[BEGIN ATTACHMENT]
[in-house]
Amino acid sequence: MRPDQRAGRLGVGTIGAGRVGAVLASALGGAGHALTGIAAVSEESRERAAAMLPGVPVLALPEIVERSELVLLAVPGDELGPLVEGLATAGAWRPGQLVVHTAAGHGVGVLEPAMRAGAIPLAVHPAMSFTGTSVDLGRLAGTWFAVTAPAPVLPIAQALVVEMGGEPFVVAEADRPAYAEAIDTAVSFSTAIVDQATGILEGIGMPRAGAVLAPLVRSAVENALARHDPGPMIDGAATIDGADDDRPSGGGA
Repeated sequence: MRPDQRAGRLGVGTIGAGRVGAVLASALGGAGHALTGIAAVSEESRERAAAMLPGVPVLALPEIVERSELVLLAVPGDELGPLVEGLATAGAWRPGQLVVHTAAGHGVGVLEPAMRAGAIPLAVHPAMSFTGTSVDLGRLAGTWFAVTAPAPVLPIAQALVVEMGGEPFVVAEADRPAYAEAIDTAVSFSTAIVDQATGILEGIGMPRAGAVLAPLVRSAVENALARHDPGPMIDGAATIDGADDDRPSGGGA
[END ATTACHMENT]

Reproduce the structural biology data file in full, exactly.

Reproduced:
[in-house]
Amino acid sequence: MRPDQRAGRLGVGTIGAGRVGAVLASALGGAGHALTGIAAVSEESRERAAAMLPGVPVLALPEIVERSELVLLAVPGDELGPLVEGLATAGAWRPGQLVVHTAAGHGVGVLEPAMRAGAIPLAVHPAMSFTGTSVDLGRLAGTWFAVTAPAPVLPIAQALVVEMGGEPFVVAEADRPAYAEAIDTAVSFSTAIVDQATGILEGIGMPRAGAVLAPLVRSAVENALARHDPGPMIDGAATIDGADDDRPSGGGA
Repeated sequence: MRPDQRAGRLGVGTIGAGRVGAVLASALGGAGHALTGIAAVSEESRERAAAMLPGVPVLALPEIVERSELVLLAVPGDELGPLVEGLATAGAWRPGQLVVHTAAGHGVGVLEPAMRAGAIPLAVHPAMSFTGTSVDLGRLAGTWFAVTAPAPVLPIAQALVVEMGGEPFVVAEADRPAYAEAIDTAVSFSTAIVDQATGILEGIGMPRAGAVLAPLVRSAVENALARHDPGPMIDGAATIDGADDDRPSGGGA